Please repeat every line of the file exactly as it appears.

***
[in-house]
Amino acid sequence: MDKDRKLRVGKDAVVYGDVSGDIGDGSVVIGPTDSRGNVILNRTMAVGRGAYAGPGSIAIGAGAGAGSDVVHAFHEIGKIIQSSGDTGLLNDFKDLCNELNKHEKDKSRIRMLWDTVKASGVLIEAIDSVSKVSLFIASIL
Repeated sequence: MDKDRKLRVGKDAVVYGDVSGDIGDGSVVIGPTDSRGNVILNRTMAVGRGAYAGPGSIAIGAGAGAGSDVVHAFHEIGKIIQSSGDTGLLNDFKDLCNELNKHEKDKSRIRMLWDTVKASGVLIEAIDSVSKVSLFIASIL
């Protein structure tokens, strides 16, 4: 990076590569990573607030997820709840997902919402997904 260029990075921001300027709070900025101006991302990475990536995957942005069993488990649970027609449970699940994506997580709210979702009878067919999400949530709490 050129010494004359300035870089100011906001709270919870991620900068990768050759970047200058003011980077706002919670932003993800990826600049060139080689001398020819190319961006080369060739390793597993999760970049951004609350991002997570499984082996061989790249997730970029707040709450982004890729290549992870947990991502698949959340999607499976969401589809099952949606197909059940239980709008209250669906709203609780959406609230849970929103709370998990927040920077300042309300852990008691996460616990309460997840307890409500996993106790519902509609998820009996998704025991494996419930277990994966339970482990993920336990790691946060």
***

[in-house]
Amino acid sequence: MDKDRKLRVGKDAVVYGDVSGDIGDGSVVIGPTDSRGNVILNRTMAVGRGAYAGPGSIAIGAGAGAGSDVVHAFHEIGKIIQSSGDTGLLNDFKDLCNELNKHEKDKSRIRMLWDTVKASGVLIEAIDSVSKVSLFIASIL
Repeated sequence: MDKDRKLRVGKDAVVYGDVSGDIGDGSVVIGPTDSRGNVILNRTMAVGRGAYAGPGSIAIGAGAGAGSDVVHAFHEIGKIIQSSGDTGLLNDFKDLCNELNKHEKDKSRIRMLWDTVKASGVLIEAIDSVSKVSLFIASIL
């Protein structure tokens, strides 16, 4: 990076590569990573607030997820709840997902919402997904 260029990075921001300027709070900025101006991302990475990536995957942005069993488990649970027609449970699940994506997580709210979702009878067919999400949530709490 050129010494004359300035870089100011906001709270919870991620900068990768050759970047200058003011980077706002919670932003993800990826600049060139080689001398020819190319961006080369060739390793597993999760970049951004609350991002997570499984082996061989790249997730970029707040709450982004890729290549992870947990991502698949959340999607499976969401589809099952949606197909059940239980709008209250669906709203609780959406609230849970929103709370998990927040920077300042309300852990008691996460616990309460997840307890409500996993106790519902509609998820009996998704025991494996419930277990994966339970482990993920336990790691946060």